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Factors associated with pretreatment and treatment dropouts: comparisons between Aboriginal and non-Aboriginal… Li, Xin; Sun, Huiying; Marsh, David C; Anis, Aslam H Dec 10, 2013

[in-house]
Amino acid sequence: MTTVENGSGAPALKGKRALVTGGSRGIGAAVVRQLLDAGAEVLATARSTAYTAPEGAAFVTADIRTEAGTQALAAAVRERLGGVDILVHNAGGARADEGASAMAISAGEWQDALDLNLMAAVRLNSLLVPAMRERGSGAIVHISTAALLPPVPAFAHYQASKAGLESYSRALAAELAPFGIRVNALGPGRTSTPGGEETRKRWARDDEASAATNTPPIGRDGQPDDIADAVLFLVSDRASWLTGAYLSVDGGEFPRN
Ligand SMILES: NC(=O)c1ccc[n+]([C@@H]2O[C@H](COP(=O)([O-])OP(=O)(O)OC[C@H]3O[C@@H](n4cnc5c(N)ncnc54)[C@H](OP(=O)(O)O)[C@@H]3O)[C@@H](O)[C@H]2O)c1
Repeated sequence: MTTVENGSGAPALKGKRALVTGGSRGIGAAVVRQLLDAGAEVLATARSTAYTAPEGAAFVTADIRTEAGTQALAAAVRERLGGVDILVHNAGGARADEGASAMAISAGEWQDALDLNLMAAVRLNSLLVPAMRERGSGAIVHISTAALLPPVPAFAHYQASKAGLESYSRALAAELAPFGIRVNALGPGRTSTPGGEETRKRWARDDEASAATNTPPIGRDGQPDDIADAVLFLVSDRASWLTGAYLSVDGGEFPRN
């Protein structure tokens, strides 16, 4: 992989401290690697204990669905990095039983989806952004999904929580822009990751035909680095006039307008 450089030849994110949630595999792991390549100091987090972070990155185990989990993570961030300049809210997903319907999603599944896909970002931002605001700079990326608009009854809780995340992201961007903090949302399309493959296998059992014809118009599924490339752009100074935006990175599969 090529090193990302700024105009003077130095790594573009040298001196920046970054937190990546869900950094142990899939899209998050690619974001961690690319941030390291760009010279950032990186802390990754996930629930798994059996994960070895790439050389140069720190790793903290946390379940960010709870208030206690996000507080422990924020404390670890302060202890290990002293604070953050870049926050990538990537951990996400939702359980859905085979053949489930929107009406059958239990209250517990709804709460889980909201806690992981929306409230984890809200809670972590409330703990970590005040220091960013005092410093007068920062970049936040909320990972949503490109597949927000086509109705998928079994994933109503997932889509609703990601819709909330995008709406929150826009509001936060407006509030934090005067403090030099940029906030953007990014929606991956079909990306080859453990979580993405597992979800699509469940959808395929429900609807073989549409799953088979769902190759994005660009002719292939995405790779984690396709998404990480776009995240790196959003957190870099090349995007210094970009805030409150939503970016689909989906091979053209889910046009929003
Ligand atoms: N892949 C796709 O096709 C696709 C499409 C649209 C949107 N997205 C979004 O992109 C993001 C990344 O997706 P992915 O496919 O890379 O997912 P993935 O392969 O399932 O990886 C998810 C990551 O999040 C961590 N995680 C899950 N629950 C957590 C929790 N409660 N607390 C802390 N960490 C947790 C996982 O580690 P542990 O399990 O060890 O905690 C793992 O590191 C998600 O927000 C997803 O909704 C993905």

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RESEARCH Open AccessFactors associated with pretreatment andtreatment dropouts: comparisons betweenAboriginal and non-Aboriginal clients admittedto medical withdrawal managementXin Li1, Huiying Sun2, David C Marsh3 and Aslam H Anis2,4*AbstractBackground: Addiction treatment faces high pretreatment and treatment dropout rates, especially amongAboriginals. In this study we examined characteristic differences between Aboriginal and non-Aboriginal clientsaccessing an inpatient medical withdrawal management program, and identified risk factors associated with theprobabilities of pretreatment and treatment dropouts, respectively.Methods: 2231 unique clients (Aboriginal = 451; 20%) referred to Vancouver Detox over a two-year period wereassessed. For both Aboriginal and non-Aboriginal groups, multivariate logistic regression analyses were conductedwith pretreatment dropout and treatment dropout as dependent variables, respectively.Results: Aboriginal clients had higher pretreatment and treatment dropout rates compared to non-Aboriginal clients(41.0% vs. 32.7% and 25.9% vs. 20.0%, respectively). For Aboriginal people, no fixed address (NFA) was the only predictorof pretreatment dropout. For treatment dropout, significant predictors were: being female, having HCV infection, andbeing discharged on welfare check issue days or weekends. For non-Aboriginal clients, being male, NFA, alcoholas a preferred substance, and being on methadone maintenance treatment (MMT) at referral were associated withpretreatment dropout. Significant risk factors for treatment dropout were: being younger, having a preferred substanceother than alcohol, having opiates as a preferred substance, and being discharged on weekends.Conclusions: Our results highlight the importance of social factors for the Aboriginal population compared tosubstance-specific factors for the non-Aboriginal population. These findings should help clinicians and decision-makersto recognize the importance of social supports especially housing and initiate appropriate services to improve treatmentintake and subsequent retention, physical and mental health outcomes and the cost-effectiveness of treatment.Keywords: Aboriginal, Housing, Pretreatment dropout rate, Treatment dropout rate, Withdrawal management,Substance use disorders, DetoxificationBackgroundSubstance use disorders (SUD) are a common problemand a major issue of concern for Canada’s Aboriginalpopulation [1]. Aboriginal people are also overrepre-sented among HIV and AIDS cases in Canada. They rep-resented 3.8% of the Canadian population [2], and yetaccounted for 8.0% of all prevalent HIV infections and12.5% of new infections in 2008. The estimated newinfection rate among Aboriginal people was about 3.6times higher than that among non- Aboriginal people.In addition, the proportion of estimated new HIV infec-tions in 2008 among Aboriginal people who inject drugs(66%) was also much higher than that among all Canadians(17%) [3].British Columbia (BC) had the second largest Aboriginalpopulation among all Canadian provinces, representing 5%of the provincial population, and the census metropolitan* Correspondence: aslam.anis@ubc.ca2Centre for Health Evaluation and Outcome Sciences, 588-1081 BurrardStreet, Vancouver, B.C. V6Z 1Y6, Canada4School of Population and Public Health, University of British Columbia,Vancouver, B.C. V6Z 1Y6, CanadaFull list of author information is available at the end of the article© 2013 Li et al.; licensee BioMed Central Ltd. This is an open access article distributed under the terms of the CreativeCommons Attribution License (http://creativecommons.org/licenses/by/2.0), which permits unrestricted use, distribution, andreproduction in any medium, provided the original work is properly cited.Li et al. Harm Reduction Journal 2013, 10:38http://www.harmreductionjournal.com/content/10/1/38area of Vancouver had the largest Aboriginal population ofany city in BC [2]. Vancouver’s Downtown Eastside (DTES)is the most impoverished urban neighborhood in Canadaand is the centre of the injection drug epidemic in Vancou-ver; 4,700 injection drug users (IDUs) were estimated tolive in DTES in 2000 [4]. Previous studies on Vancouverhave shown that Aboriginal people are overrepresentedamong injection drug users (IDUs) in DTES, are becomingHIV positive at twice the rate of non-Aboriginal IDUs,have a six-fold higher incidence of acute hepatitis C infec-tion (HCV) and are more likely to be co-infected with HIVand HCV compared to the non-Aboriginal population.In addition, they also have higher rates of drug-induceddeaths [5].Although previous studies have shown that addictiontreatment programs are effective in reducing substanceuse, in improving clients’ health and social function andin reducing public health and safety risks [6-8], they facehigh pretreatment and treatment dropout rates, rangingfrom 28% to 50% [9-11] and 20% to 46% [12-14], re-spectively. Several studies have examined correlates oftreatment dropout rates from drug and alcohol detoxifica-tion programs [15-22]. Although there was no consensuson whether or not specific features of a detoxification pro-gram significantly improve client retention, these studiesdid identify several client-related factors that were relatedto the treatment dropout rate, such as age [15,16,21], edu-cation [16,18], living condition [18], presence of legalproblems [16,17], substance use pattern [15,17,19,21], andtiming of welfare payments [21]. However, little researchhas been carried out to provide clinically relevant researchon appropriate treatment for Aboriginal populations. Theonly study, which examined risk factors associated withdropout among Aboriginal people, found that a preferreddrug other than alcohol and self-referral were two signi-ficant predictors of treatment dropout for this group ofpeople [20].Vancouver has a wide range of addiction services in-cluding a multilevel withdrawal management continuum[23]. The aim of this study was to examine characteristicdifferences between Aboriginal and non-Aboriginal cli-ents accessing an inpatient medical withdrawal manage-ment program in Vancouver. In addition, we identifiedrisk factors associated with pretreatment and treat-ment dropout rates for the two populations. Specific-ally, based on previous literature, the present studyhypothesized that in addition to the factors such as socio-demographics, current substance use, and IDU-relateddiagnoses, day of discharge in relation to treatment drop-out might also affect treatment dropout as it is possiblethat different staffing on weekdays versus weekendsor some special events, such as once-a-month welfarecheck issuance (welfare Wednesday), might contribute toclient dropout.MethodsStudy sampleThe sample consisted of 2231 individuals who calledACCESS 1 requesting service at Vancouver Detox (VD)between July 1, 2003 and June 30, 2005. For those clientswho called multiple times, only the first referral duringthe study period was included. Despite the multicul-tural nature of Vancouver, no ethnic group other thanEuropean/White and Aboriginal represented 5% or moreof the total in our sample, therefore, the present study fo-cused on the Aboriginal versus non-Aboriginal groups.Ethical Approval was obtained from the Behavioural Re-search Ethics Board at the University of British Columbia.Treatment settingVD offers a medically managed 24-bed mixed-gender in-patient withdrawal management treatment in Vancouver,British Columbia. It is staffed by a multidisciplinaryteam, consisting of addiction medicine physicians, nurses,health care workers, intake workers, and alcohol and drug(A&D) counselors. It provides 24-hour nursing staff, onsitemedical assessment and treatment, and medical manage-ment of withdrawal symptoms and other identified healthconcerns. Vancouver Detox can be accessed free of chargeby anyone registered with a provincial medical servicesplan and living in the Vancouver Coastal Health catchmentarea. Thus, there are no financial barriers to treatment.The entry point to VD is by ACCESS 1, a central tele-phone intake service. After an initial telephone screen-ing, ACCESS 1 determines whether the client is eligiblefor the service. The main eligibility criteria for VD are:1) above the age of fifteen, 2) having unstable medical orpsychiatric conditions, and/or 3) having a history pre-dictive of severe withdrawal, and 4) not pregnant at thetime of call. If the client meets the criteria for VD, he/sheis either admitted to VD immediately or placed on a wait-list for a bed to become available. Once admitted, the clin-ical staff complete a comprehensive assessment anddevelop an individualized treatment plan. During the ad-mission, the client participates in various rehabilitative pro-grams, including such activities as: individual counseling,educational groups, 12-step programs, acupuncture andother alternate therapies. Clients admitted on methadonemaintenance are maintained on this medication through-out the admission. Clients are either discharged by success-fully completing the program or voluntarily dropping outby terminating against medical advice (AMA). Upon dis-charge clients are referred to other services as required.DataDuring the initial phone interview, ACCESS1 staffcollect some basic information such as age, gender, ad-dress, and conduct a brief addiction assessment using aVancouver Coastal Health Authority on-line, real-timeLi et al. Harm Reduction Journal 2013, 10:38 Page 2 of 7http://www.harmreductionjournal.com/content/10/1/38system, Primary Access Regional Information System(PARIS) database. Once a client is admitted to the VD,an intake worker verifies the information inputted byACCESS1 and completes a more comprehensive assess-ment which is entered into the database. During the ad-mission, the VD staff update the clinical information inPARIS until the client is discharged.The PARIS database is comprehensive and includesmany variables. For the purpose of this study the follow-ing variables were extracted: clients’ unique identification(PARIS number), demographic information (age, gender,ethnicity, parenting status), housing information (no fixedaddress (NFA) vs. others), system characteristics (referral,admission, and discharge dates), substance use disorder-related information (substances recently used, primarypreferred substance(s), discharge reason, if on existingmethadone maintenance, and pre-existing IDU-relateddiagnoses such as hepatitis C (HCV) or HIV infection).Statistical analysesContingency table analysis (the Chi-square test) and theWilcoxon rank-sum test were used for bivariate compar-isons of categorical and continuous variables, respect-ively. For both Aboriginal and non-Aboriginal groups,logistic regression analyses were performed separatelywith pretreatment dropout and treatment dropout as thedependent variables. For comparison purpose, variablesthat were significant at p < 0.25 in either bivariate analysiswere subsequently entered into the multivariate logisticregression models for both Aboriginal and non-Aboriginalgroups. Odds ratios (ORs) and 95% confidence intervals(CIs) were computed. All statistical analyses were per-formed using SAS 8.2 software program [24].ResultsAmong 2231 unique clients who were referred byACCESS1 to VD during the study period, 451 (20%)clients self identified as Aboriginal. Compared withthe non-Aboriginal group at referral, the Aboriginalgroup was younger, more likely to be female and NFA,and had higher rates of HIV and HCV. In addition, theAboriginal group had proportionately more poly-drugusers (Table 1).Among the referred clients, 767 (34%) dropped outwithout engaging in treatment. Among these, 185 clientswere Aboriginal. The pretreatment dropout rate forAboriginals was therefore 41%, whereas the rate was32.7% for the non-Aboriginal group. For 1464 clientswho initiated treatment, 309 (21.1%) left the serviceAMA. Among these, 69 were Aboriginal. As a result, thetreatment dropout rates for the Aboriginal and non-Aboriginal groups were 25.9% and 20.0%, respectively. Inaddition, our data indicated that the pretreatment dropoutsaccounted for the major proportion of total dropouts forboth groups, representing 72.8% for the Aboriginal groupand 70.8% for the non-Aboriginal group.Results of the bivariate and multivariate analyseson pretreatment dropout for both the Aboriginal andnon-Aboriginal groups are presented in Table 2. For theAboriginal group, without fixed address (OR = 1.75, 95%CI 1.10 – 2.79) was the only significant predictor of pre-treatment dropout. For the non-Aboriginal group, ourresults showed that females (OR = 0.72, 95% CI 0.57 –0.91) were less likely to be pretreatment dropouts thantheir counterparts. On the other hand, the probability ofpretreatment dropout was higher for people withoutfixed address (OR 1.87, 95% CI 1.40 – 2.48). Clients whoseprimary preferred substance was alcohol were more likelyto be pretreatment dropouts than clients whose pre-ferred substance was other than alcohol (OR = 1.77,95% CI 1.36 – 2.30). In addition, clients on methadonemaintenance treatment (MMT) at referral had higherprobability of pretreatment dropout (OR = 2.30, 95% CI1.40 – 3.79).Table 3 presents the bivariate and multivariate analyseson treatment dropout for both the Aboriginal and non-Aboriginal groups. Our final multivariate logistic analysisshowed that for the Aboriginal group, females (OR = 2.07,95% CI 1.03 – 4.15) and clients who reported to have HCV(OR = 4.91, 95% CI 2.43 – 9.94) were more likely to dropout of treatment. In addition, compared to clients who dis-charged in other days, clients who discharged during theweekend (OR = 2.28, 95% CI 1.04 – 5.01) or during 3-daywelfare check issue periods (OR = 2.84, 95% CI 1.06 –7.59) were more likely to be treatment dropouts. Inthe non-Aboriginal group, older clients (annual changeOR = 0.97, 95% CI 0.96 – 0.99) and clients whose primarypreferred substance was alcohol (OR 0.72, 95% CI 0.53 –0.99) were less likely to drop out of treatment. On theother hand, clients who used opiates as primary preferredsubstance (OR = 1.63, 95% CI 1.08 – 2.46), and clients whodischarged during weekend (OR = 2.44, 95% CI 1.71 –3.46) were more likely to be treatment dropouts. Therewas no significant impact of welfare issuance on non-Aboriginals.DiscussionAboriginal people in Canada are facing a lot of socialchallenges. Historical policies that legalized racial iden-tities and systemic inequity, and cast Aboriginal peopleto the margins of Canadian societies still extract consid-erable influence on the social, cultural, political and spir-itual inequities that Aboriginal people endure [25].Specifically, Aboriginal adults are more likely to experi-ence social exclusion, less likely to access economic re-sources and opportunities such as participation in paidwork and therefore more likely to have low income andbe homeless [25] and are overrepresented in custodyLi et al. Harm Reduction Journal 2013, 10:38 Page 3 of 7http://www.harmreductionjournal.com/content/10/1/38and community correctional programs [26]. In addition,Aboriginal children are overrepresented in the Canadachild welfare system [27]. Moreover, they have been shownto bear a disproportionate burden of illness, substance usedisorders, and disease in Canadian society [1]. In our sam-ple, Aboriginal individuals, who accounted for approxi-mately 5% of the BC provincial population, comprised 20%of clients in the VD. In addition, our findings showed thatAboriginal clients appeared to be different from their non-Aboriginal counterparts in terms of age, gender, housingstatus, substance use pattern and pre-existing IDU-relateddiagnoses. The multivariate logistic analyses also revealeddifferent risk factors of pretreatment and treatment drop-out rates for the two groups. These findings reinforce theneed for culturally appropriate services for Aboriginalswho are at a greater risk for negative outcomes within thecurrent addiction treatment system.It was interesting to show that rather than demo-graphic or substance use-related information, lack of afixed address was the only factor that was significantlyassociated with pretreatment dropout for Aboriginal cli-ents. To prevent attrition early in the treatment phase forthis group of clients, our findings suggest that interven-tions such as providing these homeless clients with tem-porary accommodations will allow treatment staff to moreeasily reach them once beds are available and to cater totheir immediate health needs. This could also then im-prove treatment initiation significantly. Our findings areconsistent with the findings found by “At Home” study. In2008, the Government of Canada allocated $110 million toTable 1 Comparisons between aboriginal and non-aboriginal clients who were referred to Vancouver Detox (N = 2231)Variable N Aboriginal N (%) Non-aboriginal N (%) P value2231 451 1780 .Age (years (SD)) 37.8 (9.1) 41.2 (11.4) <0.0001Female 788 207 (46.0) 581 (32.8) <0.0001Dependent children 184 40 (8.9) 144 (8.1) 0.5910Self-referrals 2126 434 (96.2) 1692 (95.1) 0.2928No fixed address (NFA) 362 105 (23.3) 257 (14.4) <0.0001HIV positive 153 71 (15.7) 82 (4.6) <0.0001Hepatitis C 671 207 (45.9) 464 (26.1) <0.0001Alcohol as primary substance of choice 1321 286 (64.6) 1035 (59.1) 0.0363Cocaine as primary substance of choice* 759 200 (45.1) 559 (31.9) <0.0001Opiates as primary substance of choice** 381 72 (16.3) 309 (17.7) 0.4889Poly-drug use 661 160 (36.2) 501 (28.6) 0.0019Methadone prescribed 92 20 (4.4) 72 (4.0) 0.7101*Cocaine group includes cocaine, crack cocaine.**opiates group includes heroin, methadone, oxycodone, other opiates.Table 2 Bivariate and multivariate logistic regression of pretreatment dropout for aboriginal and non-aboriginal clientsAboriginal (N = 451) Non-aboriginal (N = 1780)Bivariate analysis Multivariate analysis* Bivariate analysis Multivariate analysis**Variables P value OR 95% CI P value OR 95% CIAge 0.48 0.99 (0.96, 1.01) 0.16 0.99 (0.98, 1.00)Female 0.24 0.97 (0.64, 1.48) 0.00 0.72† (0.57, 0.91)Dependent children (Yes) 0.14 0.56 (0.27, 1.19) 0.04 0.73 (0.49, 1.09)No fixed address (NFA) 0.01 1.75† (1.10, 2.79) 0.00 1.87† (1.40, 2.48)Alcohol as primary substance of choice 0.01 1.40 (0.86, 2.25) 0.00 1.77† (1.36, 2.30)Cocaine as primary substance of choice 0.02 0.77 (0.49, 1.19) 0.23 1.25 (0.97, 1.61)Opiates as primary substance of choice 0.23 0.93 (0.49, 1.77) 0.38 0.99 (0.72, 1.37)Poly-drug use (Yes) 0.03 0.71 (0.43, 1.17) 0.73 0.99 (0.74, 1.32)Methadone prescribed (Yes) 0.58 1.04 (0.38, 2.83) 0.01 2.30† (1.40, 3.79)*P-value for Hosmer and Lemeshow goodness of fit test was 0.63.**P-value for Hosmer and Lemeshow goodness of fit test was 0.53.†Statistically significant at p < 0.05.Li et al. Harm Reduction Journal 2013, 10:38 Page 4 of 7http://www.harmreductionjournal.com/content/10/1/38the Mental Health Commission of Canada (MHCC) toundertake the “At Home” study, a four-year project infive cities that aimed to provide practical, meaningfulsupport to Canadians experiencing homelessness andmental health problems. The preliminary result of thestudy has shown that implementing a Housing First strat-egy can significantly improve homeless clients with mentalillness and/or SUD to access the type of care that is vitalfor recovery [28].For the non-Aboriginal group, in addition to NFA, wefound that several other factors such as being male, alco-hol as a preferred substance, and being on MMT at refer-ral were also associated with dropout before treatment.Previous studies have shown that longer delay betweenthe initial phone contact and the scheduled appointmentis negatively associated with treatment initiation [29,30].However, the tolerance for delay and reasons for delaymight vary for different clients. Specifically, those with al-cohol alone, as the problem substance, may be receivingtreatment services from a primary care physician or emer-gency room and be prescribed benzodiazepines for out-patient management of withdrawal and thus preventingthe need for admission. On the other hand, clients en-rolled in MMT at referral might have a longer wait timethan other clients because of the need to coordinate thedate and time of last dose taken in the community and tomaintain continuity of MMT.With regards to treatment dropout, our results alsoshowed completely different sets of factors that were as-sociated with treatment dropout AMA for the Aboriginaland non-Aboriginal groups. Specifically, Aboriginal butnot other clients being HCV positive was associated withincreased risk of leaving AMA compared to those whodid not have this disease. HCV + status may be a markerfor more severe dependence and injection drug use [31]as well as increased social marginalization [32,33]. Inaddition, previous literature has shown that there are sig-nificant increases in hospital admission, emergency de-partment admission, emergency calls and deaths shortlyafter the distribution of monthly welfare cheques [34,35].Our data showed that this was also a factor for Aboriginalclients at VD.In contrast to our findings, Callaghan’s study foundthat a preferred drug other than alcohol and self-referralwere significantly associated with treatment dropout forAboriginals [20]. Callaghan’s sample contained a largeproportion of Aboriginal clients who were referred tothe service by other sources such as from physicians orsocial service or mental health care providers. However, inthe present study, the majority of the Aboriginal people(96%; data not shown) were self-referred. In addition, ourstudy focused exclusively on urban Aboriginals, whereasCallaghan’s data was from a rural setting and included30% who reported their primary residence as “on-reserve”.Further study is warranted to clarify the different treat-ment needs of urban and rural Aboriginals as well as theimpact of being “Status Indians” on reservations. For thenon-Aboriginal group, our findings are in accord withother studies which found that younger patients [15,16]were more likely to leave AMA, and those with opiates asTable 3 Bivariate and multivariate logistic regression of treatment dropout for aboriginal and non-aboriginal clientsAboriginal (N = 266) Non-aboriginal (N = 1198)Bivariate analysis Multivariate analysis* Bivariate analysis Multivariate analysis**Variables P value OR 95% CI P value OR 95% CIAge 0.22 1.00 (0.96, 1.04) 0.00 0.97† (0.96, 0.99)Female 0.02 2.07† (1.03, 4.15) 0.18 1.00 (0.72, 1.37)Dependent children (Yes) 0.09 2.15 (0.83, 5.59) 0.93 1.07 (0.64, 1.80)No fixed address (NFA) 0.32 1.53 (0.71, 3.31) 0.11 1.09 (0.70, 1.70)Hepatitis C (Yes) 0.00 4.91† (2.43, 9.94) 0.02 1.41 (0.98, 2.02)HIV positive (Yes) 0.48 0.49 (0.20, 1.17) 0.22 0.47 (0.21, 1.07)Alcohol as primary substance of choice 0.04 1.21 (0.59, 2.48) 0.00 0.59† (0.40, 0.85)Cocaine as primary substance of choice 0.02 1.62 (0.77, 3.40) 0.81 0.73 (0.51, 1.05)Opiates as primary substance of choice 0.00 2.09 (0.89, 5.05) 0.00 1.63† (1.08, 2.46)Poly-drug use (Yes) 0.01 1.28 (0.59, 2.78) 0.01 0.93 (0.63, 1.39)Days of discharge‡ 0.22 0.00Weekend 2.28† (1.04, 5.01) 2.44† (1.71, 3.46)Welfare check issue period 2.84† (1.06, 7.59) 1.51 (0.96, 2.38)*P-value for Hosmer and Lemeshow goodness of fit test was 0.60. **P-value for Hosmer and Lemeshow goodness of fit test was 0.84.†Statistically significant at p < 0.05.‡The reference category was being discharged on other weekdays. Welfare check issue periods were defined as welfare Wednesday, one day before (Tuesday)and one day after (Thursday).Li et al. Harm Reduction Journal 2013, 10:38 Page 5 of 7http://www.harmreductionjournal.com/content/10/1/38primary drug of choice were more likely to not completetheir scheduled treatment [36].The following limitations merit discussion. First, theinformation on substance use and drug-related diseaseswere based on self-report. However, previous studieshave shown that patients’ self-reports of drug use arereasonably reliable and valid to provide descriptions ofdrug use, drug-related problems and the natural historyof drug use [37]. Self-reported HIV and HCV status,however, likely under-represent the true prevalence ofthese infections [38]. Second, we did not have data onmedication used during treatment and it is possible thatthis could influence treatment dropout [15]. Third, thisstudy did not include assessment of psychiatric diagno-ses, which previous literature has shown to be associatedwith both pretreatment and treatment dropouts [39,40].ConclusionsHigh pretreatment and treatment dropout rates may re-flect the fact that the current addiction treatment systemfails to retain the clients. Therefore, examining risk fac-tors that are associated with pretreatment and treatmentdropouts for Aboriginal and non-Aboriginal clients withsubstance use disorders have very important policy impli-cations. It can help policy makers better understand whythe system fails to retain the client and design and initiateculturally appropriate services to improve the current ad-diction treatment system. Specifically, our results highlightthe importance of social factors, such as homelessness andtiming of welfare check issuance for the Aboriginal popu-lation compared to substance-specific factors (drug ofchoice, for example) for the non-Aboriginal population.Although the study findings were drawn from a detox ser-vice in Vancouver DTES almost 10 years ago and sincethen social housing and addiction services in Vancouverhave expanded [27]; however, factors associated with pre-treatment and treatment dropouts, such as overrepresen-tation of the Aboriginals in Vancouver DTES, timing ofwelfare check issuance, and waiting times for detox stillexist, and therefore our findings remain pertinent in pro-viding information that can help clinicians and decision-makers design and initiate culturally appropriate servicesto minimize pretreatment and treatment dropout ratesand therefore to improve the current addiction treatmentsystem for both Aboriginal and non-Aboriginal clients,thereby improving clients’ physical and mental healthoutcomes and increasing cost-effectiveness of treatmentresources.Competing interestsThe authors declare that they have no competing interests.Authors’ contributionsXL took part in the conception of the study design and interpretation ofresults and drafted the manuscript. HS undertook statistical analyses andtook part in conceiving the study design and interpreting results. DMinterpreted results and was involved in the critical revision of the article forimportant intellectual content. AA was involved in the critical revision of thearticle for important intellectual content. All authors read and approved thefinal manuscript.AcknowledgementsWe would like to gratefully acknowledge the staffs at ACCESS 1 and VancouverDetox for their administrative support and helpful comments. In particular, JohnCollens and Mary Marlow deserve special mention.Author details1Antai College of Economics & Management, Shanghai Jiao Tong University,535 Fhuazhen Rd, Shanghai, China. 2Centre for Health Evaluation andOutcome Sciences, 588-1081 Burrard Street, Vancouver, B.C. V6Z 1Y6, Canada.3Northern Ontario School of Medicine, Vancouver, B.C. V6Z 1Y6, Canada.4School of Population and Public Health, University of British Columbia,Vancouver, B.C. 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J Behav Health Serv Res 2002, 29(2):138–143.doi:10.1186/1477-7517-10-38Cite this article as: Li et al.: Factors associated with pretreatment andtreatment dropouts: comparisons between Aboriginal and non-Aboriginal clients admitted to medical withdrawal management. HarmReduction Journal 2013 10:38.Submit your next manuscript to BioMed Centraland take full advantage of: • Convenient online submission• Thorough peer review• No space constraints or color figure charges• Immediate publication on acceptance• Inclusion in PubMed, CAS, Scopus and Google Scholar• Research which is freely available for redistributionSubmit your manuscript at www.biomedcentral.com/submitLi et al. Harm Reduction Journal 2013, 10:38 Page 7 of 7http://www.harmreductionjournal.com/content/10/1/38